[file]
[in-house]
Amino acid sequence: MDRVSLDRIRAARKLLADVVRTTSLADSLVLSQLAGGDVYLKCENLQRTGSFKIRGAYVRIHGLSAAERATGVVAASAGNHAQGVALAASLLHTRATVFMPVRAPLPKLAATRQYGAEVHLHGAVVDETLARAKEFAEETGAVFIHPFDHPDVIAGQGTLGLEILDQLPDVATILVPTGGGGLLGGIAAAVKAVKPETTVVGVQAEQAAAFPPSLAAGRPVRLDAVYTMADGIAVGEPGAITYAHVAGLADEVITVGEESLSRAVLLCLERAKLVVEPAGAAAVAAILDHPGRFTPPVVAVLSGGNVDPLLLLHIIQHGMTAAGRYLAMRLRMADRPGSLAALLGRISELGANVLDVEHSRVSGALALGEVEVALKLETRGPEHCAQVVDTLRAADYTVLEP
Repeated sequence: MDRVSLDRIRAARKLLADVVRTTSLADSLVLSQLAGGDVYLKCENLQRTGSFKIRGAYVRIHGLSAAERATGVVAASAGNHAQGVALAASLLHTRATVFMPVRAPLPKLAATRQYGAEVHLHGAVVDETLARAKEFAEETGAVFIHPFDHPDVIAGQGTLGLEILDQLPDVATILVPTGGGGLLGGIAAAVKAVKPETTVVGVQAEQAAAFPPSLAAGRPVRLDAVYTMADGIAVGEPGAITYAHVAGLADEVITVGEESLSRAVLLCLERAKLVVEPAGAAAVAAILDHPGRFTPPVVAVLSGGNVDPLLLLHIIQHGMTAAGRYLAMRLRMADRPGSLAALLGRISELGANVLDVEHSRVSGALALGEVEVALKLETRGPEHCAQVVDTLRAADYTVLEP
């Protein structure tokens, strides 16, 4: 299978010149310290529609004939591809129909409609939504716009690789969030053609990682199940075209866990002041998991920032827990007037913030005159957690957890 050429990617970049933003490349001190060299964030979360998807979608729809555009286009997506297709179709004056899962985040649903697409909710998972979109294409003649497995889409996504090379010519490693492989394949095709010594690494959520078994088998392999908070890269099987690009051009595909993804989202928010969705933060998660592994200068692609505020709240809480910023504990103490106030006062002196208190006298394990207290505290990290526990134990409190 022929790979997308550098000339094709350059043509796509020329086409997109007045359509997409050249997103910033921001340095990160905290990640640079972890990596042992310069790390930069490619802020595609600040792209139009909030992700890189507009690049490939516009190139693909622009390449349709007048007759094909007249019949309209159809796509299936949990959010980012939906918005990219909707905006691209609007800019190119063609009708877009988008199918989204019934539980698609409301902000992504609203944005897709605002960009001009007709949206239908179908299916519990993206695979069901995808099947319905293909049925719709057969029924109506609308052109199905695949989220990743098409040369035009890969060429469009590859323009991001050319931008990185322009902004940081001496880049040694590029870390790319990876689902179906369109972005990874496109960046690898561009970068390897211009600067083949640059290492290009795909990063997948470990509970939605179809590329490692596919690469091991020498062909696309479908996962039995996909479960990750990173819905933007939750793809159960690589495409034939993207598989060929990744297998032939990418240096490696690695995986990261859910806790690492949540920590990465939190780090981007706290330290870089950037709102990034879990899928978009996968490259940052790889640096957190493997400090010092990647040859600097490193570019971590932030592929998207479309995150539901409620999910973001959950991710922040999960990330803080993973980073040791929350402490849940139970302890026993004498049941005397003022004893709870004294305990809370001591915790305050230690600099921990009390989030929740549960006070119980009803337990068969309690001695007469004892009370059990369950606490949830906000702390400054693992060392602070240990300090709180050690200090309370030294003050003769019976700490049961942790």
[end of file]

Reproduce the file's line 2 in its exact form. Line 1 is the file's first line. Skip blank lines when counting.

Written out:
Amino acid sequence: MDRVSLDRIRAARKLLADVVRTTSLADSLVLSQLAGGDVYLKCENLQRTGSFKIRGAYVRIHGLSAAERATGVVAASAGNHAQGVALAASLLHTRATVFMPVRAPLPKLAATRQYGAEVHLHGAVVDETLARAKEFAEETGAVFIHPFDHPDVIAGQGTLGLEILDQLPDVATILVPTGGGGLLGGIAAAVKAVKPETTVVGVQAEQAAAFPPSLAAGRPVRLDAVYTMADGIAVGEPGAITYAHVAGLADEVITVGEESLSRAVLLCLERAKLVVEPAGAAAVAAILDHPGRFTPPVVAVLSGGNVDPLLLLHIIQHGMTAAGRYLAMRLRMADRPGSLAALLGRISELGANVLDVEHSRVSGALALGEVEVALKLETRGPEHCAQVVDTLRAADYTVLEP